“I learned from the Brain Health presentation not to multi-task.”
“I knew the percentages I’ve contributed to Social Security, but I didn’t understand the income limits until today.”
“I enjoyed all the interesting people I met.”
“I got some useful tips from fellow attendees.”
“I’ve just retired and Dr. Cabrera made me think.”
“It helps you pause and reflect.”
Learning, meeting new people, seeking meaning after retirement. These comments from attendees at AARP’s “Boomers and Beyond Academy” echoed the three factors of a fulfilling retirement described by keynote speaker Dr. Beth Cabrera: experiencing personal growth through, for example, learning new things; establishing relationships with others; and making a contribution. AARP held the “Boomers and Beyond Academy” on September 8 at the Osher Lifelong Learning Institute at George Mason University in Fairfax, Virginia. Around 65 people attended the four-hour free program, which included coffee from Panera Bread, yogurt and cheeses from Cabot Cheese, and box lunches provided by Subway. The program was developed and staffed by more than 20 AARP volunteers.
Keynote Speech on Thriving in Retirement
Dr. Cabrera’s keynote speech, “How to Thrive in Retirement,” focused on how to find meaning during retirement, when family and career obligations have often decreased. Dr. Cabrera is a Senior Scholar at the Center for the Advancement of Well-Being at George Mason University.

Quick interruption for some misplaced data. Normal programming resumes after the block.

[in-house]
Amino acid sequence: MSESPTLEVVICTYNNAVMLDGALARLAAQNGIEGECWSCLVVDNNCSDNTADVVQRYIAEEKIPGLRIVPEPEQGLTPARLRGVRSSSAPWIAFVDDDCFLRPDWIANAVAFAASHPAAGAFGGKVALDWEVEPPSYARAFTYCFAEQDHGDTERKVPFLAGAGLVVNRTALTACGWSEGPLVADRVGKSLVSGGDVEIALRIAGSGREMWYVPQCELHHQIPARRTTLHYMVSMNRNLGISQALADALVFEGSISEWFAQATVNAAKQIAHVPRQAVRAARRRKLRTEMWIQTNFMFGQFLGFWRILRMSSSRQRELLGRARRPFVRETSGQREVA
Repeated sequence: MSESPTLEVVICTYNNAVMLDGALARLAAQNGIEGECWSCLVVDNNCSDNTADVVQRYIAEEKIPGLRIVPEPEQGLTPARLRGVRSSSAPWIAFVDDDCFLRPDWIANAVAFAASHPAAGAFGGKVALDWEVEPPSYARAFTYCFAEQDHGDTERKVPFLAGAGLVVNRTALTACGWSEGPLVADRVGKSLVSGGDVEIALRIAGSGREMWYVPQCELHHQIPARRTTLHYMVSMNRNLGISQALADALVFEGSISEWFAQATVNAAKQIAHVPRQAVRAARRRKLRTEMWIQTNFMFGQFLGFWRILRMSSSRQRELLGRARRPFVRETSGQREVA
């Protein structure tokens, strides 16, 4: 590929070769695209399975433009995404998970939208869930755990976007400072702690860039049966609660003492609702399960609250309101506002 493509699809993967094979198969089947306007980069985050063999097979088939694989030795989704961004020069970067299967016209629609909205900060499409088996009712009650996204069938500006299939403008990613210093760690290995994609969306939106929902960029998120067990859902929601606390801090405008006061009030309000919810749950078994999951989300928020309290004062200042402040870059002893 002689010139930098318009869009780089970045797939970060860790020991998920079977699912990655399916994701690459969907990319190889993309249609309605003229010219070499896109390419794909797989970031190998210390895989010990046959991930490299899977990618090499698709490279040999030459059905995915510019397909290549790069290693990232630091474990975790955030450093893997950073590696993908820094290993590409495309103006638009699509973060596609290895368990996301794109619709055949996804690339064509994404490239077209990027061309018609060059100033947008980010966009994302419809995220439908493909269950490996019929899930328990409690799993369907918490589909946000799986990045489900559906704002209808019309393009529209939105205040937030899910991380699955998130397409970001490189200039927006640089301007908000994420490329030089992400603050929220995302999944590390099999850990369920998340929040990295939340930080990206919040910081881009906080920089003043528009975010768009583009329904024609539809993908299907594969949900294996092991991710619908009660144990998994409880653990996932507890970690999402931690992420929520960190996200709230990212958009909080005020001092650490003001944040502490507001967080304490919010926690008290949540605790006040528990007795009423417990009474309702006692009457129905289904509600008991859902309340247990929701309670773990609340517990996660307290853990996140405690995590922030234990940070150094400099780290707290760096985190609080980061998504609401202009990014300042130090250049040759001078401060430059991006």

Dr. Cabrera explained that well-being encompasses not only feeling good (experiencing frequent positive emotions), but also doing good (having a meaningful life). Experiencing personal growth through classes and other means, nurturing and cultivating relationships with others, and contributing to the greater good through, for example, volunteering all help create a sense that one’s life is meaningful during retirement, she pointed out.
Dr. Cabrera encouraged attendees to explore new opportunities for contributing, through organizations such as AARP, social networks, and web sites like www.encore.org. Quoting country singer Darius Rucker, she asked: “When’s the last time you did something for the first time?”
Concurrent workshops, most of which were presented by AARP volunteers, included: “The Five Pillars of Brain Health” by Suba Saty; “Long-Term Care: A Social and Family Challenge” by Pat Killeen; “Social Security: Understanding Your Benefit” by Ridge Multop; “Full Wellness: The Art of Aging” by Stacey Scrabis; “Protect Yourself from Fraud and Identity Theft” by Trudy Marotta; and “Medicare 101: Understanding Your Benefits” by Ridge Multop.
These and other AARP presentations are available to groups upon request, through AARP’s network of volunteers in Northern Virginia. To request a presentation, submit your request online or contact AARP Virginia at email@example.com or toll-free 1-866-542-8164.
Click here to watch the Boomers and Beyond Academy video created by AARP Volunteer Paul Singh of Fairfax Station, VA.
This article was written by Jane Limprecht of Springfield, VA, AARP Volunteer. Photo by David Hayford of Kingstowne, VA, AARP Volunteer.
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